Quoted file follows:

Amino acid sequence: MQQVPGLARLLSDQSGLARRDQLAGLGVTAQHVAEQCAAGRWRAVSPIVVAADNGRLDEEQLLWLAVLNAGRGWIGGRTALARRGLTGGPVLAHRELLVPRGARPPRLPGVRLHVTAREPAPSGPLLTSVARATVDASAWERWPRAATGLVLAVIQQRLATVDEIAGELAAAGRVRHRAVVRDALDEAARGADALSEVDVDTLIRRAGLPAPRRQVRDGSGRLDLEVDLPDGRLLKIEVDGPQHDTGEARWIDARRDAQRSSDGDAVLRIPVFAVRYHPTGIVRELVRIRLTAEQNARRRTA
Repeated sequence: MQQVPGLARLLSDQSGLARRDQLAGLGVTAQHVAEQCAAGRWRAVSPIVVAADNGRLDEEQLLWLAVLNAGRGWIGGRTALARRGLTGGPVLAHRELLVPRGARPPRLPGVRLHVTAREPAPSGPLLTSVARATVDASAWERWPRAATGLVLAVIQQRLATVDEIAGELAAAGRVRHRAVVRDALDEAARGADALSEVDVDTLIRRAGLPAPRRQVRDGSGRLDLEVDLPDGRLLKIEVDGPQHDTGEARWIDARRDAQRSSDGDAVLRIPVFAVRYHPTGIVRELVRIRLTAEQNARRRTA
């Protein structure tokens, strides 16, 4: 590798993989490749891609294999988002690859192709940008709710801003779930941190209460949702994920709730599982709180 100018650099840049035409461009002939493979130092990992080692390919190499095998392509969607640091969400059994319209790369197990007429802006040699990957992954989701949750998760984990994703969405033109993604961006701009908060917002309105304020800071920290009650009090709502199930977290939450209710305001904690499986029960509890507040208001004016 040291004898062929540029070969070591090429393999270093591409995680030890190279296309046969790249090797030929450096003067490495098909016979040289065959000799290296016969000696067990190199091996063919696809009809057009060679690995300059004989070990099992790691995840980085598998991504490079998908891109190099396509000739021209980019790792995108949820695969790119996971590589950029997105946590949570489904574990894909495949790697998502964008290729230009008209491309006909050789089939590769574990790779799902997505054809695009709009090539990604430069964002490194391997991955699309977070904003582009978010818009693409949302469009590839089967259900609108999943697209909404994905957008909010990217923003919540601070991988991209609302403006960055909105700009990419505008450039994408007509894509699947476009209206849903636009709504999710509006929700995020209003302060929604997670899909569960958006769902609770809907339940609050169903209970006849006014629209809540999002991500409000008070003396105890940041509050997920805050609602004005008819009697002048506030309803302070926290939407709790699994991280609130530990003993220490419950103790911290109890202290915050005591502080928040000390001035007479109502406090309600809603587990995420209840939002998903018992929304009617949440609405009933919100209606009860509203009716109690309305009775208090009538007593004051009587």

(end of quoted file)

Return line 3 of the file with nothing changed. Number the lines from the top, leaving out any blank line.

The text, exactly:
């Protein structure tokens, strides 16, 4: 590798993989490749891609294999988002690859192709940008709710801003779930941190209460949702994920709730599982709180 100018650099840049035409461009002939493979130092990992080692390919190499095998392509969607640091969400059994319209790369197990007429802006040699990957992954989701949750998760984990994703969405033109993604961006701009908060917002309105304020800071920290009650009090709502199930977290939450209710305001904690499986029960509890507040208001004016 040291004898062929540029070969070591090429393999270093591409995680030890190279296309046969790249090797030929450096003067490495098909016979040289065959000799290296016969000696067990190199091996063919696809009809057009060679690995300059004989070990099992790691995840980085598998991504490079998908891109190099396509000739021209980019790792995108949820695969790119996971590589950029997105946590949570489904574990894909495949790697998502964008290729230009008209491309006909050789089939590769574990790779799902997505054809695009709009090539990604430069964002490194391997991955699309977070904003582009978010818009693409949302469009590839089967259900609108999943697209909404994905957008909010990217923003919540601070991988991209609302403006960055909105700009990419505008450039994408007509894509699947476009209206849903636009709504999710509006929700995020209003302060929604997670899909569960958006769902609770809907339940609050169903209970006849006014629209809540999002991500409000008070003396105890940041509050997920805050609602004005008819009697002048506030309803302070926290939407709790699994991280609130530990003993220490419950103790911290109890202290915050005591502080928040000390001035007479109502406090309600809603587990995420209840939002998903018992929304009617949440609405009933919100209606009860509203009716109690309305009775208090009538007593004051009587």